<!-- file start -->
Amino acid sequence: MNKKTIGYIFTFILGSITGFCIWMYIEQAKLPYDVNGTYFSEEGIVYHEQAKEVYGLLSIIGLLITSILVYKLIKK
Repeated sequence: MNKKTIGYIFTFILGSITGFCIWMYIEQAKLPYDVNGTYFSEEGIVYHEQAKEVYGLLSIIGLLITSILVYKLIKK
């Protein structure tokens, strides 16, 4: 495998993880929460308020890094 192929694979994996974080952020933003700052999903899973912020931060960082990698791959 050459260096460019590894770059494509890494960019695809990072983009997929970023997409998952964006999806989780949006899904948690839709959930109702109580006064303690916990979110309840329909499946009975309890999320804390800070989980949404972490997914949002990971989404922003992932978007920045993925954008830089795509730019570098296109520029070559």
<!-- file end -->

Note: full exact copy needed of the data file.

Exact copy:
Amino acid sequence: MNKKTIGYIFTFILGSITGFCIWMYIEQAKLPYDVNGTYFSEEGIVYHEQAKEVYGLLSIIGLLITSILVYKLIKK
Repeated sequence: MNKKTIGYIFTFILGSITGFCIWMYIEQAKLPYDVNGTYFSEEGIVYHEQAKEVYGLLSIIGLLITSILVYKLIKK
């Protein structure tokens, strides 16, 4: 495998993880929460308020890094 192929694979994996974080952020933003700052999903899973912020931060960082990698791959 050459260096460019590894770059494509890494960019695809990072983009997929970023997409998952964006999806989780949006899904948690839709959930109702109580006064303690916990979110309840329909499946009975309890999320804390800070989980949404972490997914949002990971989404922003992932978007920045993925954008830089795509730019570098296109520029070559």